Buyers' Guide: Best 29er & 650b Cross Country Hardtail Mountain Bikes
May 11th, 2017
May 11th, 2017
Anna is a jack-of-all-bikes, and has been riding and racing in a myriad of genres for over seven years; from World Cup level cross-country, to grass roots coaching kids on the road.
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Cross country mountain biking is all about getting out there into the green, exploring hills and woods, tackling obstacles of varying scariness, staying fit and generally loving life traffic-free. There are a few genres underneath mountain biking itself, including downhill and enduro, but we’re going to focus on what is known as “XCO” or “cross-country Olympic”. It's called this because cross-country, or XC for short, is what we see competing in the Olympics. Despite the racing roots of XC, cross-country can also mean anything from a bridalway bimble to a testosterone fuelled epic in the mountains with your mates, and, despite the different styles of rides under this vast umbrella, one bike tends to dominate; the hardtail.
What is a Hardtail?
Generally a ‘hardtail’ refers to a bike that doesn’t have any rear suspension. Although suspension bikes are common among riders and racers alike, the lack of rear suspension mean that they tend to be slightly lighter and also less expensive; a double bonus. It is for those reasons that I believe the hardtail rules cross country for both types of rider; the racer wanting a fast and lightweight bike, and the rider who wants more bike for their money. Here are ten of our favourites:
Specialized have a wide range of mountain bikes, from hardtail to full suspension, fitness and race, men's and women's, and pretty much everything in between. The Stumpjumper has always been the high-end hardtail, but this year it's gone, and in its place is the Epic Hardtail. The price is no higher than last year, starting from £2,200 for SRAM GX 11-speed with RockShox Reba. The Epic is 29er only, so you'll have to look at the aluminium Pitch for a 650b, or the Fuse, which is now a 650b+, or "6Fattie" as Specialized name them, with their "Diamond Stay" frame design to keep the chain-stays short even with the bigger tyres, starting at a purse-pleasing £1,200. Check out their Women's equivalents for the same bike with components geared towards smaller, lighter riders. Search for "S-Works" if you want the best spec'd Specialized money can buy.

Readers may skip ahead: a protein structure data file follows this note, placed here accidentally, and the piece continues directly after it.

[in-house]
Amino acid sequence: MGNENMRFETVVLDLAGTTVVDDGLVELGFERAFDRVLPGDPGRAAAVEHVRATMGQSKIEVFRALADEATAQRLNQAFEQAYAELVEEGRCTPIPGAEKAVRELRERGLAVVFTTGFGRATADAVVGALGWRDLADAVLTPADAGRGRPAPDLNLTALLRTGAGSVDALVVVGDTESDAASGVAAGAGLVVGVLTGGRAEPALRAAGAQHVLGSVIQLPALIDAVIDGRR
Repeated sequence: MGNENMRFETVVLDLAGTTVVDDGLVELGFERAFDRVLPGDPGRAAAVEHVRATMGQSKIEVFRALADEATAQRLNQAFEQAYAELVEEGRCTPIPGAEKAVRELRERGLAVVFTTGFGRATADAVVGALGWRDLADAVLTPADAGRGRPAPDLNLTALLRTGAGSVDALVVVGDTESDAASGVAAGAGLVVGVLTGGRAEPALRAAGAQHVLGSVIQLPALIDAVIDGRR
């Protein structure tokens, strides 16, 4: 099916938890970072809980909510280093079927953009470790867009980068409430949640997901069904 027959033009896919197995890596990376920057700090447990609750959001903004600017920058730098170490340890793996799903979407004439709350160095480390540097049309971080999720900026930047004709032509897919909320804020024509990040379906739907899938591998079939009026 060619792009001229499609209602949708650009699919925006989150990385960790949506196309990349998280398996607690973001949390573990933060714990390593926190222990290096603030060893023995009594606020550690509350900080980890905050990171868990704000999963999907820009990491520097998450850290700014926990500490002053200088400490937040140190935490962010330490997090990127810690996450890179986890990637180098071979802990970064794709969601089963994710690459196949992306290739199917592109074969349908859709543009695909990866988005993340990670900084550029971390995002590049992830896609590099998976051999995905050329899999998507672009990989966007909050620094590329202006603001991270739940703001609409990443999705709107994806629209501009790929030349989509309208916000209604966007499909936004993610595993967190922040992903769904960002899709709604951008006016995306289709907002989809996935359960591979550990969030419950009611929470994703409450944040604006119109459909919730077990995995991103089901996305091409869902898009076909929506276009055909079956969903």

Cube have a massive six models in just their cross-country hardtail range, including their fat bike. In the middle of things is the Reaction, starting from around £1,249, which can be found in aluminium or carbon, and in 650b or 29er. We reviewed the Reaction GTC SL 29er and found it to be a very capable and well kitted out bike for the money. The more 'leisure' oriented LTD and CMPT also have this wheel choice, whereas the strictly race and marathon model; the Elite, only comes as a 29er, but starts from a savvy £2,299, working its way up to over £5,599 for the all-singing Elite C:68 SLT with big checkered raw carbon weave, RS1 forks and SRAM Eagle gold bling dripping off of it (pictured).
We reviewed the Methanol 27.3 650b hardtail last year and loved how fast and nimble it was. It has a bit of a sting in the tail due to the integrated seat post, but this year they've brought out the Methanol CV, which has a normal seat post, 29er wheels and the famous Countervail carbon technology to dampen vibrations. The new Methanol CV starts from around £3,000 for Shimano XT. If you want to stick with 650b wheels, check out the Ethanol, or the Jab Plus for 650b wheels.
The Scott Scale is the only cross-country hardtail in their line-up with a whopping 30+ options, not including the top level Scale RC range (of which there are a further 10). You'll have ample spec choices for both 650b and 29er, aluminium and carbon, and almost all models come in a Contessa (women's specific version). The Scale 700s are 650b and the 900s are 29ers. Both models are priced the same depending on the spec and they start from £890 for the aluminium frames, and work their way up to the Scale RC models at over £7k a pop, but this is largely the same bike used by World Champion, Nino Schurter, who incidentally often prefers the 650b to the 29er. There are also two 650b Plus bikes in the Scale range to consider too.